Millennials are the largest generation in history ranging roughly 80-100 million people born 1984-2001, with the highest point equaling about 15-20 million being born 1992-1994. The responsibility to organize this many individuals is a task that many have undertaken. Millennials all around the nation, and around the world, are connecting and organizing to solve the problems created by past generations. The unfortunate nature of inheriting the greatest challenges ever faced by humanity in all of history does not seem to be deterring the millennial population. They are rising up to the challenges as each day passes and demonstrating the imperative need for millennials to assume legitimate decision making roles within our society and civilization.

As millennials, we must recognize that our generation has a responsibility to not just liberate ourselves from the economic and environmental hardships being inflicted upon us; but also liberate the previous ones, especially our parents generation. They may be the ones statistically screwing things up most overall, but they have also been abused by society for the original exploitative issues we are dealing with. So it would be rather hypocritical to blame them for the woes of millennials if we as millennials have no intention of trying to help them help themselves. Every past generation has looked out only for themselves, though some had greater foresight and hindsight; but we have to break that repeated behavioral error. And once we abolish the arbitrary divisions of generations, it could provide avenues for abolishing other concepts like racial and class divisions. We must abolish our own forms of personas of inferiority; but we must have the integrity and virtue to refrain from creating our own personas of supremacy.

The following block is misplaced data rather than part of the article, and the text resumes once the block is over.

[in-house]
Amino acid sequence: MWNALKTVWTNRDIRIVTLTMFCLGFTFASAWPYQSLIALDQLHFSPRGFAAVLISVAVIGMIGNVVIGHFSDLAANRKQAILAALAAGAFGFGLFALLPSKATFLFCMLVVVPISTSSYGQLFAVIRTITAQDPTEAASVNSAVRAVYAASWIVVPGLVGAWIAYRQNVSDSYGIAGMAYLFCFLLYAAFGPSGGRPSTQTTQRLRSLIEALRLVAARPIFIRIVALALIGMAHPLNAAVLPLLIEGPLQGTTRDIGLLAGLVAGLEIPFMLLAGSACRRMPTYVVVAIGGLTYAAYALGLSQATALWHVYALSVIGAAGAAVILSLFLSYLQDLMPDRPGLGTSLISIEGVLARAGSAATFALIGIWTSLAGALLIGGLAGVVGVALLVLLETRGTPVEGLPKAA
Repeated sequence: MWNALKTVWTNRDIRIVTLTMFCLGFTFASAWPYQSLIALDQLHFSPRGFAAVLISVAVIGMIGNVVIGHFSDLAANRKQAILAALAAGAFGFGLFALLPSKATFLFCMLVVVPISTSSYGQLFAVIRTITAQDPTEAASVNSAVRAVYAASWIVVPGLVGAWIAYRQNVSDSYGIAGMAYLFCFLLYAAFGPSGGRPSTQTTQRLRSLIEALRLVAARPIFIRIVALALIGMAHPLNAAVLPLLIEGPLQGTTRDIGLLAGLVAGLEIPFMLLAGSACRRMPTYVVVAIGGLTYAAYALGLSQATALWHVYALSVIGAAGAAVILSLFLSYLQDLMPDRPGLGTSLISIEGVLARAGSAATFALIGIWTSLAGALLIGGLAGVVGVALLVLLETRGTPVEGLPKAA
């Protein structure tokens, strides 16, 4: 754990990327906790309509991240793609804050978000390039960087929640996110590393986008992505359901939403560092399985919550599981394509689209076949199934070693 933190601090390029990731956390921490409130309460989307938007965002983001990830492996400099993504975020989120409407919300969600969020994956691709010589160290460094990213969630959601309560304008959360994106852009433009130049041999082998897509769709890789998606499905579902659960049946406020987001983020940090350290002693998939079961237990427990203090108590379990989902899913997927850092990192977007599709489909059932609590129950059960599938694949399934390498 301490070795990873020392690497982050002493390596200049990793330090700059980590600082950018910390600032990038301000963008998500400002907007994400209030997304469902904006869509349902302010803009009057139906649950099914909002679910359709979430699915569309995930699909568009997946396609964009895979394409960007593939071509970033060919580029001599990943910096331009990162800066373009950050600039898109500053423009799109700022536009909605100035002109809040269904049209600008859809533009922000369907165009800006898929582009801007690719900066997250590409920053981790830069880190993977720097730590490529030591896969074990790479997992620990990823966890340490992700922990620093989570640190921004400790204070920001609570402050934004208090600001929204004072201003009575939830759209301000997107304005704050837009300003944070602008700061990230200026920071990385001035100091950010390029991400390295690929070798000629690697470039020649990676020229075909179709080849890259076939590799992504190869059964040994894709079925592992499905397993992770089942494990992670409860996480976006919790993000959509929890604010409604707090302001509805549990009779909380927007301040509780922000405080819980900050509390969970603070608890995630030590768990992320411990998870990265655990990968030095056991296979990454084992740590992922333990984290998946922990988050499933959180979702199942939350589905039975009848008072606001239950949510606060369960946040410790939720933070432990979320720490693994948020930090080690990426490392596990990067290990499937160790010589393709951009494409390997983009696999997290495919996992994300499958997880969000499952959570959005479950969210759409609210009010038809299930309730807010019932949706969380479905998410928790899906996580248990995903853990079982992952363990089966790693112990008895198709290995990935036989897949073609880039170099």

Cover Image Credit: Odyssey

Popular Right Now

A Letter to the Girl I Was 3 Years Ago

"Strength grows in the moments when you think you can't go on but you keep going anyway."

  To the old me, 

The girl who worried too much about what other people thought of her, the girl who didn’t know what she was worth, the girl who was scared to be alone. 

I know it’s hard, you’re just starting out high school and what people think of you is SO important. You want to be accepted, you want to be liked. You alter the person you actually are, because you want to be the person everyone loves. Stop. It’s not worth it. In a couple years it won’t matter what everyone thought of you, because majority of those people wont stick around after you walk across that stage at graduation. They don’t care about you that much. Be yourself, because that is the best version you can be. You are beautiful just the way you are, you are special just the way you are. Be confident in who you are. Once you stop caring what others think, you will feel a weight lifted off of your shoulders and you will never want to go back.

And YOU, you are worth SO much, and that will be your biggest weapon one day knowing that and being confident in that. Stop letting people walk all over you and define who you are, and stop settling for less than you deserve. LOVE yourself first, CHOOSE yourself first, and everything else will fall into place. The most important relationship you can have is the one with yourself, and the one with the big Man upstairs. The mistakes you have made, and will continue to make, will never define your value as a person.  Once you discover your self value, you will know what you deserve and what you don’t deserve.

“For you created my inmost being; you knit me together in my mother’s womb. I praise you because I am fearfully and wonderfully made; your works are wonderful. I know that full well.” –Psalm 139:13-14

I cant stress this enough: it is OK to be independent, it is OK to be alone. Honestly, you wont figure this one out for a while. You will go through relationship after relationship depending on guys for your happiness and that will be your source of self-validation, and that will get your heart broken at times. It happens, and its OK to learn from it. It is so important that you grow out of that, though. Work on yourself while you have the time, make yourself a better you for the right person that does come along, but most importantly, make yourself a better you for YOU. Be dependent on yourself and your faith for the happiness that you crave out of other people. Stop putting yourself through the heartbreaks, and just settling because you are afraid of being alone. Embrace it, and take advantage of it.